Was the World Made for Man?, Mark Twain, 1903
1. The Palaeozoic time-limit having now been reached, it was necessary to begin the next stage in the
2. preparation of the world for man, by opening up the Mesozoic Age and instituting some reptiles. For
3. man would need reptiles. Not to eat, but to develop himself from. This being the most important
4. detail of the scheme, a spacious liberality of time was set apart for it – thirty million years. What
5. wonders followed! From the remaining ganoids and asteroids and alkaloids were developed by slow
6. and steady and pains-taking culture those stupendous saurians that used to prowl about the steamy
7. world in those remote ages, with their snaky heads reared forty feet in the air and sixty feet of body
8. and tail racing and thrashing after. All gone, now, alas — all extinct, except the little handful of
9. Arkansawrians left stranded and lonely with us here upon this far-flung verge and fringe of time.
10. Yes, it took thirty million years and twenty million reptiles to get one that would stick long enough
11. to develop into something else and let the scheme proceed to the next step.
12. Then the Pterodactyl burst upon the world in all his impressive solemnity and grandeur, and all
13. Nature recognized that the Cainozoic threshold was crossed and a new Period open for business, a
14. new stage begun in the preparation of the globe for man. It may be that the Pterodactyl thought the
15. thirty million years had been intended as a preparation for himself, for there was nothing too
16. foolish for a Pterodactyl to imagine, but he was in error, the preparation was for man. Without
17. doubt the Pterodactyl attracted great attention, for even the least observant could see that there
18. was the making of a bird in him. And so it turned out. Also the makings of a mammal, in time.
19. One thing we have to say to his credit, that in the matter of picturesqueness he was the triumph of
20. his Period; he wore wings and had teeth, and was a starchy and wonderful mixture altogether, a
21. kind of long-distance premonitory symptom of Kipling's marine:
‘’E isn’t one O’the reg’lar Line,
nor ’e isn’t one of the crew,
’E’s a kind of a giddy harumfrodite [hermaphrodite] —
soldier an’ sailor too!"
22. From this time onward for nearly another thirty million years the preparation moved briskly. From
23. the Pterodactyl was developed the bird; from the bird the kangaroo, from the kangaroo the other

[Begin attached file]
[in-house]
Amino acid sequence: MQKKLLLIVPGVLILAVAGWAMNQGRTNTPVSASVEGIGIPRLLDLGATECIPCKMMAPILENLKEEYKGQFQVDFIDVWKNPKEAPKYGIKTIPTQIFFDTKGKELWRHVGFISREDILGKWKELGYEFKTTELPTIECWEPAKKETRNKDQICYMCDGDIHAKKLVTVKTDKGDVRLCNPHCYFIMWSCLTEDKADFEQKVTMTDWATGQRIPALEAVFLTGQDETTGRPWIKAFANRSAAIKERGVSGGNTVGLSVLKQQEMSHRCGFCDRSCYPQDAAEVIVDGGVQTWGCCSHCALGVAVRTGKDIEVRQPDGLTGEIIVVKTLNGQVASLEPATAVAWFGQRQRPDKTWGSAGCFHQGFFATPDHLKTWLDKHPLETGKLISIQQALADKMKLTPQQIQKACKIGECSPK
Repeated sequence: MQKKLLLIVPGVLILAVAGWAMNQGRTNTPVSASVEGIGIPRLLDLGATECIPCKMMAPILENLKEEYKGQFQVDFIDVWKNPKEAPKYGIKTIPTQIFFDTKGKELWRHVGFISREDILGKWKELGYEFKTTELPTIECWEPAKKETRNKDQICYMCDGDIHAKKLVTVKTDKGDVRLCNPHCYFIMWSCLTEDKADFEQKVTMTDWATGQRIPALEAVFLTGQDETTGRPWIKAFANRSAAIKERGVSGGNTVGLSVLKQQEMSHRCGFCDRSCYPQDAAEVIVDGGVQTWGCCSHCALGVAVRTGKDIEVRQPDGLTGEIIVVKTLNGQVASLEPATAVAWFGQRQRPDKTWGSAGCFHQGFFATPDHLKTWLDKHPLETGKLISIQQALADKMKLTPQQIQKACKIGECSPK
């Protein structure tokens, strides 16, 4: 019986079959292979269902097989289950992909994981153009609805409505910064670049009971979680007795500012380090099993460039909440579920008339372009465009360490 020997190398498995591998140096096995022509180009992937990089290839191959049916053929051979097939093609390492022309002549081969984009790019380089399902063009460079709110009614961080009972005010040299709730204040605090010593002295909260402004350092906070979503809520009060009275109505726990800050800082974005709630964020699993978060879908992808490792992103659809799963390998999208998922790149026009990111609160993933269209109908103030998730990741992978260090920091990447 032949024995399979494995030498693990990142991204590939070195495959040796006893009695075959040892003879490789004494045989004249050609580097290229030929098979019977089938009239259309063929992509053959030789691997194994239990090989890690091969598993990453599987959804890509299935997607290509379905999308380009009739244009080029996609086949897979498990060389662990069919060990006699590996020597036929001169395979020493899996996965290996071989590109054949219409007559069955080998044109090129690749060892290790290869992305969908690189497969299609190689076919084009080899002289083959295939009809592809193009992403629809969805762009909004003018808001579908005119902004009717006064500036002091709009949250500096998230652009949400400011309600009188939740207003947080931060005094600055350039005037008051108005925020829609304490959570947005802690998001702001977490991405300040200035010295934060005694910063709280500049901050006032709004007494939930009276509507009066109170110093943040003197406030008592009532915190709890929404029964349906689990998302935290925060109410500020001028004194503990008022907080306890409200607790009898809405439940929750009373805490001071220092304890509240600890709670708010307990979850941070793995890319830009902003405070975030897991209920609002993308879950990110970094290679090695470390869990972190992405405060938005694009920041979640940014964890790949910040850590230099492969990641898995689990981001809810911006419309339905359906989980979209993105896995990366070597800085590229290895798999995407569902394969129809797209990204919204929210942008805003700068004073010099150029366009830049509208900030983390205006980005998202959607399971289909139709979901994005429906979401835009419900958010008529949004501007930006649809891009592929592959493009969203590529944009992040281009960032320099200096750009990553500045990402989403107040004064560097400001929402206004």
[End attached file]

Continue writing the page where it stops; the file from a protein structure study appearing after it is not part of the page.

24. marsupials; from these the mastodon, the megatherium, the giant sloth, the Irish elk, and all that
25. crowd that you make useful and instructive fossils out of — then came the first great Ice Sheet, and
26. they all retreated before it and crossed over the bridge at Behring’s strait and wandered around
27. over Europe and Asia and died. All except a few, to carry on the preparation with. Six Glacial Periods
28. with two million years between Periods chased these poor orphans up and down and about the
29. earth, from weather to weather — from tropic swelter at the poles to Arctic frost at the equator
30. and back again and to and fro, they never knowing what kind of weather was going to turn up next;
31. and if ever they settled down anywhere the whole continent suddenly sank under them without the
32. least notice and they had to trade places with the fishes and scramble off to where the seas had
33. been, and scarcely a dry rag on them; and when there was nothing else doing a volcano would let go
34. and fire them out from wherever they had located. They led this unsettled and irritating life for
35. twenty-five million years, half the time afloat, half the time aground, and always wondering what it
36. was all for, they never suspecting, of course, that it was a preparation for man and had to be done
37. just so or it wouldn’t be any proper and harmonious place for him when he arrived.
38. And at last came the monkey, and anybody could see that man wasn’t far off, now. And in truth that
39. was so. The monkey went on developing for close upon 5,000,000 years, and then turned into a man
40. — to all appearances.
41. Such is the history of it. Man has been here 32,000 years. That it took a hundred million years to
42. prepare the world for him is proof that that is what it was done for. I suppose it is. I dunno. If the
43. Eiffel tower were now representing the world’s age, the skin of paint on the pinnacle-knob at its
44. summit would represent man’s share of that age; and anybody would perceive that that skin was
45. what the tower was built for. I reckon they would, I dunno.
Twain, Mark. “Was the World Made for Man?" Letters From The Earth: Uncensored Writings by Mark Twain, edited by Bernard Devoto. Harper Perennial, 2004.
The main rhetorical strategy of the final paragraph is intended to